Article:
I don't think the Horde has a major advantage, but the fact that no attempt was made to hold Undercity means the losses would not have been equal. And so the years of war before this, combined with a trap designed to look like the Horde losing a siege, leading to the Alliance clearing out the ruins section by section, puts the Alliance in what at least from outside the Horde looks like a worse position.

All this said, Anduin may be lacking enough intel to recognize the Horde isn't doing any better with its soldiers, worse, considering that in order to be having the same problems a lot more of its population would have to be depleted, given how few of its members want to be civilians.
That's one thing I feel WoD got right - the fact it wasn't the Alliance or Horde military facing off against the Iron Horde, but a force of irregulars because neither side had the manpower to mount a serious defense.

Heck, it's easy to forget now but WoD was supposed to be a suicide run on our end. We were meant to shut down the Portal, not topple an empire.
11/03/2018 03:18 PMPosted by Orayo
Had that taken into account past losses to the human forces? Also this is probably specifically Stormwind's army, which they put on every front line everywhere there's war they can reach, always putting themselves center-stage.


this is a good point but given that the Night Elves' back has basically been broken, driving Tyrande to desperation and invoking an ancient ritual, likely means that the Night Elves are about to capitulate as well

Gnomes don't have a standing army to speak of and even if they did who cares, they are a strategic long-term asset not an operational or tactical one

Draenei are probably irrelevant at this point and incapable of force projection considering that the Vindicaar is the last operational vessel of its kind and losing it means the loss of a center of command, research, etc., it would basically be like losing their only city

Dwarves are probably the only likely threat, and now with them being supplemented by the Dark Irons they are even stronger

Worgen aren't even capable of fighting as an army and are reduced to smaller, tactical units unsuited to wars of conquest or fighting long-term conflicts, more suited to small-scale regional conflicts where they can afford to choose when to attack, but even then they are not that numerous and remain at the end of the day survivors of a broken nation that had been wracked by civil war and sickness prior, and even then, i don't think there's a way for them to reproduce
In other news, I'm not gonna take too much offense to it but I feel like the "You can play PvP against bots now (You're welcome Alliance)" slide in their presentation is slowly edging out Diablo: Immortal on most tone deaf decision.
11/03/2018 01:11 PMPosted by Opherial
Of course in universe the Alliance would be losing.

Orcs might as well be death cultists looking for a great way to die and are about the size of a human and a half.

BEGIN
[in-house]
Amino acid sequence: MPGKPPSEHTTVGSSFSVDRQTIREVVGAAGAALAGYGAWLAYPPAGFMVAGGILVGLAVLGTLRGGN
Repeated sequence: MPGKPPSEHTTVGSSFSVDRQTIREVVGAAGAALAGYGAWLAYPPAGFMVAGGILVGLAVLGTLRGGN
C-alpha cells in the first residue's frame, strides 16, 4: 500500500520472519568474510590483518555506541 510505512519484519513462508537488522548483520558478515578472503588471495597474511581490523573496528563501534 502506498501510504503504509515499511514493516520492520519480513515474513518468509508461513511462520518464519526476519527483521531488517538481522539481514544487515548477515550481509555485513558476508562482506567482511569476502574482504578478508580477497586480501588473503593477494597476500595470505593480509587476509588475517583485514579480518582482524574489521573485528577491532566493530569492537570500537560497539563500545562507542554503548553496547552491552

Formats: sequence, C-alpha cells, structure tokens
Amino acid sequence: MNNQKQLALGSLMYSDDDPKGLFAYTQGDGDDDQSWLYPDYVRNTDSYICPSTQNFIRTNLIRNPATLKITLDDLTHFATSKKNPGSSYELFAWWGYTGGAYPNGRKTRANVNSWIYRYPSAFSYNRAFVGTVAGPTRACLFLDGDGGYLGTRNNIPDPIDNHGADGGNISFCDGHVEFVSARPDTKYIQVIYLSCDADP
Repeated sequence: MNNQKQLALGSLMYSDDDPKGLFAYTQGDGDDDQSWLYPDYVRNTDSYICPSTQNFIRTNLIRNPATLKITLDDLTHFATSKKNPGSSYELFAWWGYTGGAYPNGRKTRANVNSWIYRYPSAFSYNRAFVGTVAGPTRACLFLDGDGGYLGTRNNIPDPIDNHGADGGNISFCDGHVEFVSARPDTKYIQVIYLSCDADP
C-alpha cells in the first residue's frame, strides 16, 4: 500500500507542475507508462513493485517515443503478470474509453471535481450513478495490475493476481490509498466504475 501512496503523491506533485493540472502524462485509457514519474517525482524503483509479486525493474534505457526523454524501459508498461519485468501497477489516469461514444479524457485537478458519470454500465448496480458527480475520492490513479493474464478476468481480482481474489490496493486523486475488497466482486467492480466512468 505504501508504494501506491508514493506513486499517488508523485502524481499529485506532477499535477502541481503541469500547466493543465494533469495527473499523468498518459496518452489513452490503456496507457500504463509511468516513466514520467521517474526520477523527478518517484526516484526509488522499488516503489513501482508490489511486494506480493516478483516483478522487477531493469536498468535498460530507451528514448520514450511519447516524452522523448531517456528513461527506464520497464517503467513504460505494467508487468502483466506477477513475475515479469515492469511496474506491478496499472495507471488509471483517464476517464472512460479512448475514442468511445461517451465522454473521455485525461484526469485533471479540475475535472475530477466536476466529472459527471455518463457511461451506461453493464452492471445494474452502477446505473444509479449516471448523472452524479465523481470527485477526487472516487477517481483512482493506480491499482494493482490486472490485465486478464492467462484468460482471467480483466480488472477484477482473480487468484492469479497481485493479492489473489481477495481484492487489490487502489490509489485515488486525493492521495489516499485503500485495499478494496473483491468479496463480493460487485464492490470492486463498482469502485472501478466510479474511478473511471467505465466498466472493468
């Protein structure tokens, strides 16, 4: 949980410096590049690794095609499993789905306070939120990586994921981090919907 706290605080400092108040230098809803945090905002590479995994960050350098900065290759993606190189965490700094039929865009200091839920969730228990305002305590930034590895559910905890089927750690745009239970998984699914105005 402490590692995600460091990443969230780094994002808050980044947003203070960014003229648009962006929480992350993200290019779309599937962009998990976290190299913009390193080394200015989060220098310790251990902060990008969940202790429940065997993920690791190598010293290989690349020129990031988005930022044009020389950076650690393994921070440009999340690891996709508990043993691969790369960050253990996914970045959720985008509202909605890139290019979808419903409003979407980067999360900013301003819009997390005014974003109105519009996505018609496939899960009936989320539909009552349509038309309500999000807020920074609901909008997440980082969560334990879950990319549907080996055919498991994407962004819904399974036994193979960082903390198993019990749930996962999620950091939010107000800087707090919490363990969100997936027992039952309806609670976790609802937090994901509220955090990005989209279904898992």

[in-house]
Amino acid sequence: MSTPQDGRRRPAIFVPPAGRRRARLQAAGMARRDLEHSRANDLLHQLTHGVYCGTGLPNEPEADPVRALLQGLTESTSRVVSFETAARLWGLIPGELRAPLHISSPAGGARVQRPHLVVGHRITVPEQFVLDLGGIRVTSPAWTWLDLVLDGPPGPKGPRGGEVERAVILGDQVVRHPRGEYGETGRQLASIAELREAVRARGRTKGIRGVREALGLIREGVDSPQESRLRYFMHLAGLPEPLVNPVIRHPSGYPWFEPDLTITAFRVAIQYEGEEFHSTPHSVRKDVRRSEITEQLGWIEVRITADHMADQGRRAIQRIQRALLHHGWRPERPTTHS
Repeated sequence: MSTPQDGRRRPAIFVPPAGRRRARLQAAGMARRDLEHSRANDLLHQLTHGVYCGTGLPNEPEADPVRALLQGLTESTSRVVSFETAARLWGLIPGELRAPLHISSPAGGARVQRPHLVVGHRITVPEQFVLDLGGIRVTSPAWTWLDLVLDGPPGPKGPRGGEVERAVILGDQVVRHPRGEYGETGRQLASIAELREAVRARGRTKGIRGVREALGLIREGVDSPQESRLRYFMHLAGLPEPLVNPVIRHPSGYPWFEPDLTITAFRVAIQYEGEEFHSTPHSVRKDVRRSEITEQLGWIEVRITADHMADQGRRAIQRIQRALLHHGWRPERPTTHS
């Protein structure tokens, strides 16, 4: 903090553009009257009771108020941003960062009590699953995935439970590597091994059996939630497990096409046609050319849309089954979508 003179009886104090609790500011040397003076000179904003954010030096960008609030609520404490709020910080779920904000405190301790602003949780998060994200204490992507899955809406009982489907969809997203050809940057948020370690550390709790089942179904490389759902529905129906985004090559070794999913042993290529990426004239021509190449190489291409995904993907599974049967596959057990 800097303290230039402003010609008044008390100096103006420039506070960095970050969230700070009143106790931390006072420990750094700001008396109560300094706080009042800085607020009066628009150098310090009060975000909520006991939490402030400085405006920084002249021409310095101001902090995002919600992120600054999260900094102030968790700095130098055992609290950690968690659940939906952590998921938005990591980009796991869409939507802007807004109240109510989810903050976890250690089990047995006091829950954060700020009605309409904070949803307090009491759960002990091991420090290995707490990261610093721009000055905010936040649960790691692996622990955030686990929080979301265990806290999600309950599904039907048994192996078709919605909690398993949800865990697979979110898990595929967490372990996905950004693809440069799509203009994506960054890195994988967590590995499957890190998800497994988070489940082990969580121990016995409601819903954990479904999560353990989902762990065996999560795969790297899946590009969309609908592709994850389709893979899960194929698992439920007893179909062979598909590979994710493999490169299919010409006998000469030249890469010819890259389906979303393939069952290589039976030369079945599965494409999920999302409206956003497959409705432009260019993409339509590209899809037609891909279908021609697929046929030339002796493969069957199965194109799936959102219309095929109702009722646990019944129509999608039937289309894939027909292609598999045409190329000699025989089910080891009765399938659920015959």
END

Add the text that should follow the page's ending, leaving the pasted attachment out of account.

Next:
Tauren are thick pelted and built like brick outhouses.

Forsaken can be glued back together (and they can forcibly make new ones, one of the big points of contention lately).

Goblins breed like rabbits and already have a life expectency so low that self-exploding sappers is a totally valid and pretty common job.

Also the Horde's de facto warmaster and the second in command war master on average don't care what happens to the troops under their command, leading them to be able to pull off some pretty spectacularly "Eh, we weren't using those guys anyway" maneuvers nobody sane would be expecting.

Like... we were losing against the Lich King / Scourge too which is most of those traits combined, that's why we had to team up and get a bunch of neutral factions involved.

Like IDK if anyone else realized this but that was kind of the whole point of Warcraft 3 was all the races have their own strengths and that's why when facing the end of the world we end up needing each other but I know the Red v. Blue narrative must remain the sole focus of life.


Vindicar
Blizz will never, ever do anything whatsoever good with the Draenei ever again after Legion, because Legion was basically all Draenei lore could ask for since WoD ruined any chance for Draenor lore

The Vindicaar doesn't exist

The Exodar is not relevant

The Draenei have no troops
11/03/2018 04:34 PMPosted by Opherial
In other news, I'm not gonna take too much offense to it but I feel like the "You can play PvP against bots now (You're welcome Alliance)" slide in their presentation is slowly edging out Diablo: Immortal on most tone deaf decision.


Haha yeah - though there have been times where I wished I could boot a few people from bgs and have some of those island bots instead. Still, "we have a new arathi brawl -- it's pve!!!" *crickets*
So nobody's going to talk about how Thrall himself arrived at the Q&A to ask when he's becoming Warchief again?
11/03/2018 01:11 PMPosted by Opherial
Of course in universe the Alliance would be losing.


The Horde was built upon the idea that they were a bunch of separate groups on the brink of extinction in WC3. That was a long time ago at this point, and lets be honest. The Alliance would win as soon as the Vindicaar showed up and destroyed every Horde city from low orbit.

We will never see things like that, or the Horde being wiped out like it should have been several times during WoW, because the games narrative prevents it.